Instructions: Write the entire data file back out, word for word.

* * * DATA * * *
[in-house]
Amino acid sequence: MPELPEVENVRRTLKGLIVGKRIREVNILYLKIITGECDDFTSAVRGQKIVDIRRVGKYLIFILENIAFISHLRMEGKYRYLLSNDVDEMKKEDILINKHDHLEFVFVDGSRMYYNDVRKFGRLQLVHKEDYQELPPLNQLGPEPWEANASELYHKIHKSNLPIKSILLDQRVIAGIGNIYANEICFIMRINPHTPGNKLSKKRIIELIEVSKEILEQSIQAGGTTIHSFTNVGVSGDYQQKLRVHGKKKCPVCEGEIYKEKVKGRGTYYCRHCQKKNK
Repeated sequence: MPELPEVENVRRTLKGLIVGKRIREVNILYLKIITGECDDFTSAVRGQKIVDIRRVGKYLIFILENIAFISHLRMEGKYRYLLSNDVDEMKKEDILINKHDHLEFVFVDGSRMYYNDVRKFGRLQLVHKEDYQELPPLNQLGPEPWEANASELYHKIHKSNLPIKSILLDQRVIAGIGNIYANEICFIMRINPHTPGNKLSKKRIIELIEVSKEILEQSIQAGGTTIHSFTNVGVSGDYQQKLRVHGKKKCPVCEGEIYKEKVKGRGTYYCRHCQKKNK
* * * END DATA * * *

[in-house]
Amino acid sequence: MPELPEVENVRRTLKGLIVGKRIREVNILYLKIITGECDDFTSAVRGQKIVDIRRVGKYLIFILENIAFISHLRMEGKYRYLLSNDVDEMKKEDILINKHDHLEFVFVDGSRMYYNDVRKFGRLQLVHKEDYQELPPLNQLGPEPWEANASELYHKIHKSNLPIKSILLDQRVIAGIGNIYANEICFIMRINPHTPGNKLSKKRIIELIEVSKEILEQSIQAGGTTIHSFTNVGVSGDYQQKLRVHGKKKCPVCEGEIYKEKVKGRGTYYCRHCQKKNK
Repeated sequence: MPELPEVENVRRTLKGLIVGKRIREVNILYLKIITGECDDFTSAVRGQKIVDIRRVGKYLIFILENIAFISHLRMEGKYRYLLSNDVDEMKKEDILINKHDHLEFVFVDGSRMYYNDVRKFGRLQLVHKEDYQELPPLNQLGPEPWEANASELYHKIHKSNLPIKSILLDQRVIAGIGNIYANEICFIMRINPHTPGNKLSKKRIIELIEVSKEILEQSIQAGGTTIHSFTNVGVSGDYQQKLRVHGKKKCPVCEGEIYKEKVKGRGTYYCRHCQKKNK